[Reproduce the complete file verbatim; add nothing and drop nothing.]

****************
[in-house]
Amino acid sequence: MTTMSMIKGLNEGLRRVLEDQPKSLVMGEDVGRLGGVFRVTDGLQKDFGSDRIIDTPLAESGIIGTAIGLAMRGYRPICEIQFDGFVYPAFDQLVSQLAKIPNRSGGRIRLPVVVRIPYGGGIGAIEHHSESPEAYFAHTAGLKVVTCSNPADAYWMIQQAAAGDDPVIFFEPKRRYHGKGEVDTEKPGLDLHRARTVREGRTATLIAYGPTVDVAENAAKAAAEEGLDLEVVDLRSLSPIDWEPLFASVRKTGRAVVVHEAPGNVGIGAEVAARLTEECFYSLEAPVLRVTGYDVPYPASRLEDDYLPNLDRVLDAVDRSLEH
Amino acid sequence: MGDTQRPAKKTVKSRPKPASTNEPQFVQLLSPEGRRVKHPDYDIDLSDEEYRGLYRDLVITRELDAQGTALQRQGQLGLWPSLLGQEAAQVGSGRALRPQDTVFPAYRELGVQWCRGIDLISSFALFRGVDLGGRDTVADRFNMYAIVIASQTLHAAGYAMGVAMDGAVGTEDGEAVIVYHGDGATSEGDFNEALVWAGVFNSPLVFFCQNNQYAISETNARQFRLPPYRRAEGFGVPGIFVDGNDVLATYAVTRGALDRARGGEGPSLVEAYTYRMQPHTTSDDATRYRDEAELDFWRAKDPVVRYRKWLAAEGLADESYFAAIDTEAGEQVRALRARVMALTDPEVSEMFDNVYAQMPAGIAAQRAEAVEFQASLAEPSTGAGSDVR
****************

[in-house]
Amino acid sequence: MTTMSMIKGLNEGLRRVLEDQPKSLVMGEDVGRLGGVFRVTDGLQKDFGSDRIIDTPLAESGIIGTAIGLAMRGYRPICEIQFDGFVYPAFDQLVSQLAKIPNRSGGRIRLPVVVRIPYGGGIGAIEHHSESPEAYFAHTAGLKVVTCSNPADAYWMIQQAAAGDDPVIFFEPKRRYHGKGEVDTEKPGLDLHRARTVREGRTATLIAYGPTVDVAENAAKAAAEEGLDLEVVDLRSLSPIDWEPLFASVRKTGRAVVVHEAPGNVGIGAEVAARLTEECFYSLEAPVLRVTGYDVPYPASRLEDDYLPNLDRVLDAVDRSLEH
Amino acid sequence: MGDTQRPAKKTVKSRPKPASTNEPQFVQLLSPEGRRVKHPDYDIDLSDEEYRGLYRDLVITRELDAQGTALQRQGQLGLWPSLLGQEAAQVGSGRALRPQDTVFPAYRELGVQWCRGIDLISSFALFRGVDLGGRDTVADRFNMYAIVIASQTLHAAGYAMGVAMDGAVGTEDGEAVIVYHGDGATSEGDFNEALVWAGVFNSPLVFFCQNNQYAISETNARQFRLPPYRRAEGFGVPGIFVDGNDVLATYAVTRGALDRARGGEGPSLVEAYTYRMQPHTTSDDATRYRDEAELDFWRAKDPVVRYRKWLAAEGLADESYFAAIDTEAGEQVRALRARVMALTDPEVSEMFDNVYAQMPAGIAAQRAEAVEFQASLAEPSTGAGSDVR